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Facts about Rhinos in Uganda

1. THERE ARE 5 SPECIES OF RHINO…

…Two African – black and white rhinos – and three Asian – greater one-horned, Sumatran and Javan rhinos. Three of these (black, Sumatran and Javan) are listed as ‘critically endangered’ by IUCN – there are thought to be fewer than 70 Javan and 100 Sumatran rhinos left in the wild, meaning their populations are truly under threat of extinction.

2. THEY’RE HUGE

Sumatran rhinos are the smallest, but they can still weigh 600kg (that’s almost 95 stone). And white rhinos are the largest, weighing up to 3,500kg (over 550 stone, or well over 3 tonnes!).

This is mighty impressive considering they mainly eat grass and leaves.

3. BLACK AND WHITE RHINOS ARE BOTH, IN FACT, GREY

The names of black and white rhinos are misleading – as both are actually grey. The white rhino is said to have gotten its name from the Afrikaans word for wide (‘wyd’), referring to its wide, square lip (in contrast, black rhinos have a pointy upper lip). Early English explorers mistook this word for ‘white’ and consequently named this species ‘white’ rhino, and the other ‘black’ rhino to differentiate.

4. THEY’RE CALLED BULLS AND COWS

Male rhinos are called ‘bulls’ and females are called ‘cows’. Their young are ‘calves’.

Females tend to be more sociable than the more solitary, territorial males. Together, a group of rhinos is called a ‘crash’.

5. THEIR HORN IS MADE FROM THE SAME STUFF AS OUR FINGERNAILS

Rhino horn is made up of keratin – the same protein which forms the basis of our hair and nails.

Javan and greater one-horned rhinos only have one horn, whereas all the other rhino species have two horns. Their horns grow continuously during their lifetime – the white rhino’s horn can grow 7cm every year – and the record length is 150cm long!

6. RHINOS HAVE POOR VISION

Rhinos’ eyesight isn’t great – they’re unable to see a motionless person at a distance of 30m – they mainly rely on their strong sense of smell.

7. JAVAN RHINOS ARE ONLY FOUND IN ONE SMALL PLACE

Ujung Kulon National Park – a World Heritage Site – is home to the last remaining wild Javan rhinos on Earth.

But this is a precarious place to live. An active volcano is just 50km away.  And a tsunami as high as 10m – which is projected to occur within the next 100 years – could threaten 80% of the rhinos’ territory in Ujung Kulon National Park.

That’s why establishing a safe site for another population of Javan rhinos in Indonesia is a priority.

8. THEY COMMUNICATE THROUGH HONKS, SNEEZES…AND POO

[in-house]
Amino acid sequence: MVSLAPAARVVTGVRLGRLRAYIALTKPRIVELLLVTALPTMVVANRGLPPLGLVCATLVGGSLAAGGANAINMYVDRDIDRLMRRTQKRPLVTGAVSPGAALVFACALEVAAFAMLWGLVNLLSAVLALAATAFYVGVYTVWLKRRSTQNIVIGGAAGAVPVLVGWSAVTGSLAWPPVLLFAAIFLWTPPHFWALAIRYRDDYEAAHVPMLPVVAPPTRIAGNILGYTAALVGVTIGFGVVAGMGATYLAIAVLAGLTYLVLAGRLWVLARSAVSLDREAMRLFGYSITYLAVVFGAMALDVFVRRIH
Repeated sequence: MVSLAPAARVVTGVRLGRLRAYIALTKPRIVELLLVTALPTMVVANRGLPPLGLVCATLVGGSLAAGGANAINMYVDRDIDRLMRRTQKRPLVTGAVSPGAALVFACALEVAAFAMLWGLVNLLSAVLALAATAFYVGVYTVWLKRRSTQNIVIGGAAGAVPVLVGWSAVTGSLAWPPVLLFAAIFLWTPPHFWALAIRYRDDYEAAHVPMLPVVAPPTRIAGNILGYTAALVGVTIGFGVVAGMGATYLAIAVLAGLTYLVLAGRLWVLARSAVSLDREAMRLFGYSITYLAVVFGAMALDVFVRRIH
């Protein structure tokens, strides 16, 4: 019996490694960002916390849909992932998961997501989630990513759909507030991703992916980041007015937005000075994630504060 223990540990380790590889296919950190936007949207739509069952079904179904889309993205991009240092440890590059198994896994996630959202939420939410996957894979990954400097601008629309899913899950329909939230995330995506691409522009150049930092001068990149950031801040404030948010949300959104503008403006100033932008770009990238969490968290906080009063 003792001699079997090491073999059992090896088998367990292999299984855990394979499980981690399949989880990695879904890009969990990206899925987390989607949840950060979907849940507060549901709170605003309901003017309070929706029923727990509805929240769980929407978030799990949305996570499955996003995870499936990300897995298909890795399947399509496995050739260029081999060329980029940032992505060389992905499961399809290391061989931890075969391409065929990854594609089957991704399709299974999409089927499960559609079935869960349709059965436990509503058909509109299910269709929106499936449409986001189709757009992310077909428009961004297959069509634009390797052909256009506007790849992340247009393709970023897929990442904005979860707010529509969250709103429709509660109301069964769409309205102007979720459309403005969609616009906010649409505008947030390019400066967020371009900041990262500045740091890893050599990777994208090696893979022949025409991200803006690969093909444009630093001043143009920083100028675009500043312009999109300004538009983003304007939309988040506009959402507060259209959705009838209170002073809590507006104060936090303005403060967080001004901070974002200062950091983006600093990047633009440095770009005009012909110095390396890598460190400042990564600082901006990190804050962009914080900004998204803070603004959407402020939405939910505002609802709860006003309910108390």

Rhinos make an array of funny noises when they’re communicating.

During confrontations, they growl and make ‘trumpet calls’.  Black rhinos snort when they’re angry, make sneeze-like calls as alarms, scream if they’re scared and ‘mmwonk’ when relaxed.

Rhinos also communicate through their poo and urine. When rhino poo in the same place as other rhinos – an area known as a latrine – they can smell the poo and urine of other individuals, and know who’s in the area.

9. THEY LOVE MUD

Rhinos can often be seen rolling around in mud, giving themselves a protective ‘mud coat’ to keep them cool, stop insects biting and get rid of any parasites.

Asian rhinos are also excellent swimmers, crossing rivers with ease. But their African relatives are very poor swimmers and can drown in deep water – so they stick to wallowing in mud for a cool-down.

10. RHINOS ARE UNDER THREAT

Over 7,100 African rhinos have been killed by poaching in the last 10 years – that’s around 2 every day. Poaching gangs are becoming increasingly sophisticated. In some cases, using helicopters to track the rhinos, and once the animals are shot with guns or tranquilising darts, their horns are removed using chainsaws, and quickly airlifted away. The whole operation can take as little as 10 minutes, and if the rhino isn’t already dead, it will often bleed to death.

Ground rhino horn is used in traditional Asian medicine to ‘cure’ a range of ailments, from cancer to hangovers. And the horn is seen as a status symbol, particularly in Vietnam.

Habitat loss and fragmentation are an increasing threat to rhinos, as human populations and infrastructure grows, encroaching on rhino habitat.

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